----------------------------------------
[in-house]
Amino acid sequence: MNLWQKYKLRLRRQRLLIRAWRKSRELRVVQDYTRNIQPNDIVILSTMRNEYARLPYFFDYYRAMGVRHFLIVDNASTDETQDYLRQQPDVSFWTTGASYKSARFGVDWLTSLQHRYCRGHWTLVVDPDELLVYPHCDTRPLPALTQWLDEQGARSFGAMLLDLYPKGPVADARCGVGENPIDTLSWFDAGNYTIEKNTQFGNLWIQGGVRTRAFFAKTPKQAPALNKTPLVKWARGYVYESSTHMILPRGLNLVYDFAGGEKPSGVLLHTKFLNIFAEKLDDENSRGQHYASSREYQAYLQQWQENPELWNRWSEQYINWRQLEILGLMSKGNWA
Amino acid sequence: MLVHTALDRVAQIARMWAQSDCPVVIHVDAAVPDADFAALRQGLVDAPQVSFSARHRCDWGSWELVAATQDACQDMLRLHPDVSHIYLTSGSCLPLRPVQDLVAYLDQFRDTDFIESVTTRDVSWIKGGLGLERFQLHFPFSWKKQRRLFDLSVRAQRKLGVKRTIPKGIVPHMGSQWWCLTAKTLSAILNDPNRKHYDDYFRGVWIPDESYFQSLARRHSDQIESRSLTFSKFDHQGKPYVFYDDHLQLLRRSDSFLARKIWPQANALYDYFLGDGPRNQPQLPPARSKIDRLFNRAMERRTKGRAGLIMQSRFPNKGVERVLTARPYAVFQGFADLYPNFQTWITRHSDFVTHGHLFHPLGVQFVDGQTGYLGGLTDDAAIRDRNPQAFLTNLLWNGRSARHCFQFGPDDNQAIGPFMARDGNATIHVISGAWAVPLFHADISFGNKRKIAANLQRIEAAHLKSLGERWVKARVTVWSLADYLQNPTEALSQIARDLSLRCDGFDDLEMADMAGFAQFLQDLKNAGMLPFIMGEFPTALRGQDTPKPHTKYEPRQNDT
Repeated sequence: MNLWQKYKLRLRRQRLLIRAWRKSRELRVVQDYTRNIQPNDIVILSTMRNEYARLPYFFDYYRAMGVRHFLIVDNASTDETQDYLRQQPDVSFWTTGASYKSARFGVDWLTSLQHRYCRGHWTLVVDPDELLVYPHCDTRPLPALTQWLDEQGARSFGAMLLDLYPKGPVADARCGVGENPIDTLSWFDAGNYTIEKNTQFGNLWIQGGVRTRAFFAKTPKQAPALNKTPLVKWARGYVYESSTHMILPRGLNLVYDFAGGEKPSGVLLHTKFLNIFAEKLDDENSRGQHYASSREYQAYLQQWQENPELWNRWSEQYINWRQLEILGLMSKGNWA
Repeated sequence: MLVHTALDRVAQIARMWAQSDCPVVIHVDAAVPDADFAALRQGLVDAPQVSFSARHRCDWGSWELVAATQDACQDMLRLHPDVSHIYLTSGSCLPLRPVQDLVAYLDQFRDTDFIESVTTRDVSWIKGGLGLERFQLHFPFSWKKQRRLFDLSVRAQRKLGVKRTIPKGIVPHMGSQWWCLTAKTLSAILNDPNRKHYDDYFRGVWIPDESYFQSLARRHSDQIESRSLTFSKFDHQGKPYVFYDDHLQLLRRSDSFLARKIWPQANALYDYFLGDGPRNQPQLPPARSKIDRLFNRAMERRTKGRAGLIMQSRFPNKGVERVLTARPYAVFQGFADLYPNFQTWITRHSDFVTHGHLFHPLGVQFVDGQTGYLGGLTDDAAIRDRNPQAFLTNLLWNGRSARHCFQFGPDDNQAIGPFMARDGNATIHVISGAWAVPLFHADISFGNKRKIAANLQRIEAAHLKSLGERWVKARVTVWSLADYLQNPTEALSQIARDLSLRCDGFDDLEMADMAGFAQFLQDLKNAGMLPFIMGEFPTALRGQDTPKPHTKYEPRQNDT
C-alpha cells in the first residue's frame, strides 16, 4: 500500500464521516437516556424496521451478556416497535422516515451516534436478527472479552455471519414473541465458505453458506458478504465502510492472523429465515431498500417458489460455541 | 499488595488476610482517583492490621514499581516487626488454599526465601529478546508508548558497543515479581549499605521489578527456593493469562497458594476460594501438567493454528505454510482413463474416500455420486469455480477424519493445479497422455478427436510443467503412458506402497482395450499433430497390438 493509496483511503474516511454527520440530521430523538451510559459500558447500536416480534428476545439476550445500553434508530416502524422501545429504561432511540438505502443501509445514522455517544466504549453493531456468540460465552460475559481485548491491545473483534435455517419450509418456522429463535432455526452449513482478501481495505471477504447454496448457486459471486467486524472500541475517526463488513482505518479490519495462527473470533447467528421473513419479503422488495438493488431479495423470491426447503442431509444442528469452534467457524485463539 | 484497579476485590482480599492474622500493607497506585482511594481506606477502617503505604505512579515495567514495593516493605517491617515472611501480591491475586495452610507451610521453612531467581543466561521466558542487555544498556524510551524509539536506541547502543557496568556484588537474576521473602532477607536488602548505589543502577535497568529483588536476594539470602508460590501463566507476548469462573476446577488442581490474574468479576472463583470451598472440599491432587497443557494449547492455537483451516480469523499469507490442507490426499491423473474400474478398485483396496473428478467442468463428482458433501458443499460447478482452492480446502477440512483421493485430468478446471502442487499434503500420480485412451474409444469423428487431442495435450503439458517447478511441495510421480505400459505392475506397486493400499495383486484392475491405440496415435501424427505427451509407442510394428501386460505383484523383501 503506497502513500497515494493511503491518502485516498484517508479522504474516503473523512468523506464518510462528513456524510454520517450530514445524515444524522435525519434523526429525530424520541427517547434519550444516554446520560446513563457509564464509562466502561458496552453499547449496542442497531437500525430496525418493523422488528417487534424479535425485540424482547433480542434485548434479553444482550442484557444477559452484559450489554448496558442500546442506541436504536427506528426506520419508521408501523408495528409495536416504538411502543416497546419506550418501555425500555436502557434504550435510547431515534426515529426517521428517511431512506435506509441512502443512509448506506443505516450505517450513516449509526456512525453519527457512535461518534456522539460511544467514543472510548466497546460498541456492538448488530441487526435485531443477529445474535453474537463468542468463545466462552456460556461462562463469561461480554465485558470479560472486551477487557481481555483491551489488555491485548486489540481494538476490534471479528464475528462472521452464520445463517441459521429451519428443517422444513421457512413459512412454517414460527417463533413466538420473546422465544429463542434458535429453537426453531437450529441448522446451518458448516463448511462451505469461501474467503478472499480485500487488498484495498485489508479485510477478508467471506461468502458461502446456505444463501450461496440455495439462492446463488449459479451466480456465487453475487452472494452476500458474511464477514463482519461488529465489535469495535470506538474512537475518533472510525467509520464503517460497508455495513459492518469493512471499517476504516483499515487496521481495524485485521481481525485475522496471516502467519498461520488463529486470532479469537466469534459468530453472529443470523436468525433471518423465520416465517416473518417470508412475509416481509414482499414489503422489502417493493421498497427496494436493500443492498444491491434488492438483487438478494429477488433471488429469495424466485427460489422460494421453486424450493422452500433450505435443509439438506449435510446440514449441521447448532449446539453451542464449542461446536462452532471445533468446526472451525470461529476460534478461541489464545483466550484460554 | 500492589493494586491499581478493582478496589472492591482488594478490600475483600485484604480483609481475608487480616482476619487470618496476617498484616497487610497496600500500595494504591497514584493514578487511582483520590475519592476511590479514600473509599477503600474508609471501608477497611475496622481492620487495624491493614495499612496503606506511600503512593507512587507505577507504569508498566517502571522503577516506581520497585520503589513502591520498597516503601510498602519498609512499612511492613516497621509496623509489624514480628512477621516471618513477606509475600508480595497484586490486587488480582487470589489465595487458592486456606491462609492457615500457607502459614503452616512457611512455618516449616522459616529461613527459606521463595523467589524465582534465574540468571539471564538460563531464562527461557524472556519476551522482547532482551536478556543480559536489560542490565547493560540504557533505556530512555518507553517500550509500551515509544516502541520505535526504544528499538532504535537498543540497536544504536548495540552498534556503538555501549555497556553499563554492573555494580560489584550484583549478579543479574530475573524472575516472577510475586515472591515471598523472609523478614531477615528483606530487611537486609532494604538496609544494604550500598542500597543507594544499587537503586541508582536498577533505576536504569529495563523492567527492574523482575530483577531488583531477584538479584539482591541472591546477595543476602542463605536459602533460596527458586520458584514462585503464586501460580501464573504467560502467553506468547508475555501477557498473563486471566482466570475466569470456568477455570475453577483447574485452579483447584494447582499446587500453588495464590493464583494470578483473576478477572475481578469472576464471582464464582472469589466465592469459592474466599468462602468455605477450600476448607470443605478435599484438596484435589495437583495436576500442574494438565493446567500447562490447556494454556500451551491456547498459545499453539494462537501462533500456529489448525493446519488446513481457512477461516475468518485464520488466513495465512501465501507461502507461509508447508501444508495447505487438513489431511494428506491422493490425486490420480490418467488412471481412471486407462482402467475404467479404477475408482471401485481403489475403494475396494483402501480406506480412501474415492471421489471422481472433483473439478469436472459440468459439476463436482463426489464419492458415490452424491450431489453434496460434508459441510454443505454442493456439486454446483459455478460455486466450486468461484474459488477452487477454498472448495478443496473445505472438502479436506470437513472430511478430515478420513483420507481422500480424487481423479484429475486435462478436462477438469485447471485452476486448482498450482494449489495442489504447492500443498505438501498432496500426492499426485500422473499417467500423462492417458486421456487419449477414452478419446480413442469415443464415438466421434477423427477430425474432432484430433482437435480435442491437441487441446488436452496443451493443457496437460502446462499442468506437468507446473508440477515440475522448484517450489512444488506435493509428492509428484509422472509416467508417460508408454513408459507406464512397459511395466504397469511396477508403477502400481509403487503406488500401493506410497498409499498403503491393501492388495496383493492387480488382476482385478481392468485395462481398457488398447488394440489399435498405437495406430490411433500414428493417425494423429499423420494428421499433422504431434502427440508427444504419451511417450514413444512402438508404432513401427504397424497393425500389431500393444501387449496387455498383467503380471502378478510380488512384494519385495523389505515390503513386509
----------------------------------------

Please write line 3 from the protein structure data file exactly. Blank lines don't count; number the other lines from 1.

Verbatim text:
Amino acid sequence: MLVHTALDRVAQIARMWAQSDCPVVIHVDAAVPDADFAALRQGLVDAPQVSFSARHRCDWGSWELVAATQDACQDMLRLHPDVSHIYLTSGSCLPLRPVQDLVAYLDQFRDTDFIESVTTRDVSWIKGGLGLERFQLHFPFSWKKQRRLFDLSVRAQRKLGVKRTIPKGIVPHMGSQWWCLTAKTLSAILNDPNRKHYDDYFRGVWIPDESYFQSLARRHSDQIESRSLTFSKFDHQGKPYVFYDDHLQLLRRSDSFLARKIWPQANALYDYFLGDGPRNQPQLPPARSKIDRLFNRAMERRTKGRAGLIMQSRFPNKGVERVLTARPYAVFQGFADLYPNFQTWITRHSDFVTHGHLFHPLGVQFVDGQTGYLGGLTDDAAIRDRNPQAFLTNLLWNGRSARHCFQFGPDDNQAIGPFMARDGNATIHVISGAWAVPLFHADISFGNKRKIAANLQRIEAAHLKSLGERWVKARVTVWSLADYLQNPTEALSQIARDLSLRCDGFDDLEMADMAGFAQFLQDLKNAGMLPFIMGEFPTALRGQDTPKPHTKYEPRQNDT